Senate Committee on Commerce, Discriminatory State Taxation of Interstate Carriers, S.Rep. No. 1483, 90th Cong., 2d Session 11 (1968).

Our opinion in Clinchfield Railroad Co. v. Lynch, supra, is to the same effect as S.Rep. 1483. There, discrimination in real estate taxation was shown by use of a sales assessment ratio study. The results of the study showed that the real property of the railroad in Mecklenburg County, N.C., for example, was being taxed at 100%, while the real property of other commercial and industrial taxpayers in the same county was being taxed at 72% of actual value. That disparity resulted from the annual reassessing of railroad property, while other real property was only reassessed every eight years. Thus, for tax purposes the railroad property appraisals kept pace with inflation and appreciation, either or both, while other real property did not.

Because of a lack of proof in the record in Clinchfield Railroad, the district court could not segregate the railroad's real property, which was being overtaxed, from its personal property. Because the State failed to carry its burden and segregate these properties, we affirmed the district court's judgment reducing the tax burden on all of the railroad's property, both real and personal.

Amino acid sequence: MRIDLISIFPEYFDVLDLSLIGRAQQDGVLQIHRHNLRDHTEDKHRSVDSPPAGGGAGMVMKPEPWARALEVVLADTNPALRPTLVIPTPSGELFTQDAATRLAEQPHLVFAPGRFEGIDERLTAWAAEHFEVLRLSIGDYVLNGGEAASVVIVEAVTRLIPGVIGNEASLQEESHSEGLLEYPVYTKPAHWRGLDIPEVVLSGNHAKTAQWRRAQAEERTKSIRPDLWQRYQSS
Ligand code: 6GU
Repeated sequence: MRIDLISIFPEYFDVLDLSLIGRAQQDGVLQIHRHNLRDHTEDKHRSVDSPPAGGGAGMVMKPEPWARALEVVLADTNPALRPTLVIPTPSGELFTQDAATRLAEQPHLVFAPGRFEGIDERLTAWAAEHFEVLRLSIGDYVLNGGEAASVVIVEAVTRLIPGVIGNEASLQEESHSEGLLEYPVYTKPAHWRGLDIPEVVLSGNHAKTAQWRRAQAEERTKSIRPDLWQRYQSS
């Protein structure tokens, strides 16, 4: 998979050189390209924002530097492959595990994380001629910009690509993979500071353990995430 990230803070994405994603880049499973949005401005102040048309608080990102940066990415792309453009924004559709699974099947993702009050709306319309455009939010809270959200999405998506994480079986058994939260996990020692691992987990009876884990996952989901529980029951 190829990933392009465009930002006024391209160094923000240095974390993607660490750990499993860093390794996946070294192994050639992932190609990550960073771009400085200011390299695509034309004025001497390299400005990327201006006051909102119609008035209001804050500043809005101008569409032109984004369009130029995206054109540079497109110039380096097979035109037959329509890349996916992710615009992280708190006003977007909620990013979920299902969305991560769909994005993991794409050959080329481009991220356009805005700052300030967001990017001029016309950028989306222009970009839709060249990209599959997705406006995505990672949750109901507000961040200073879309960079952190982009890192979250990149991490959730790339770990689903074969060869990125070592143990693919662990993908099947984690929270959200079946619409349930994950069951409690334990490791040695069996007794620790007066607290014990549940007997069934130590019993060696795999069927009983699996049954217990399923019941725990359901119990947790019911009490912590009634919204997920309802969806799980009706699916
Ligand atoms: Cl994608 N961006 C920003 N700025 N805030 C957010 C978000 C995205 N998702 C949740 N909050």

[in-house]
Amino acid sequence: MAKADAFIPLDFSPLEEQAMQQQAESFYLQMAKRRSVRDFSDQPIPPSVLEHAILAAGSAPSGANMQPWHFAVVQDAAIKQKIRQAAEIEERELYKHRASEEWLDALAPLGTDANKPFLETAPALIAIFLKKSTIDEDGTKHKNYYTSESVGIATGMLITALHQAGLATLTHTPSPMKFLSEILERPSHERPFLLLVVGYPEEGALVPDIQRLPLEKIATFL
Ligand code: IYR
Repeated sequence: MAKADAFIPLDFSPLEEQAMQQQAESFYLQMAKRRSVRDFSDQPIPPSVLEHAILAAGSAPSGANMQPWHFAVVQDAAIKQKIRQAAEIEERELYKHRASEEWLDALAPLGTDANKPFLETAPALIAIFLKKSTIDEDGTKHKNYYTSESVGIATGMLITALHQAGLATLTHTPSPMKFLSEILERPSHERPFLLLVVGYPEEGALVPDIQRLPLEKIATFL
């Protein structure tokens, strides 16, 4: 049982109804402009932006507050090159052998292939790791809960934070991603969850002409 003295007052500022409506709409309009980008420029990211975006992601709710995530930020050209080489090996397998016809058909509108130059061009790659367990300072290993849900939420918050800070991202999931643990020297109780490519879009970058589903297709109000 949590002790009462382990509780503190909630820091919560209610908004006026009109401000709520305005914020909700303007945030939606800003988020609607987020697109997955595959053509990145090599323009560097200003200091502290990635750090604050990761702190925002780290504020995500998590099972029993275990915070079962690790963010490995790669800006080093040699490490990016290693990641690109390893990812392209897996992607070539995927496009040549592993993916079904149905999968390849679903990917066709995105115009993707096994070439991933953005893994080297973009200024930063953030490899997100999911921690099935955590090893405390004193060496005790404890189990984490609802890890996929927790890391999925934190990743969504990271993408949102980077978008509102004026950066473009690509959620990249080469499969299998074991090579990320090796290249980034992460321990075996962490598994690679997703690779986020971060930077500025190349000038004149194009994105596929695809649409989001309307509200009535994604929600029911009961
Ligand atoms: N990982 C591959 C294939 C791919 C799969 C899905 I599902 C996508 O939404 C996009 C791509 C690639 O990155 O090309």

We, however, rejected in terms the conclusion that percentages derived from sales assessment ratio studies of real property are to apply to inquiries regarding personal property. The language of the opinion could not be more clear. "We do not accept the proposition that only proof as to real estate discrepancies was to be obtained, and then applied indiscriminately to both personal property and real property owned or used by the railroads." 700 F.2d at p. 133.

The motor carriers ask us to do exactly what our decision in Clinchfield Railroad forbids. They claim discrimination because their personal property is taxed at a higher effective rate than commercial and industrial real property. Such a disparity is permissible under the statute. The motor carriers do not contend that their personal property is being appraised for taxation at a higher ratio than other commercial and industrial personal property is so appraised. That being the case, there is no discrimination under Sec. 11503a.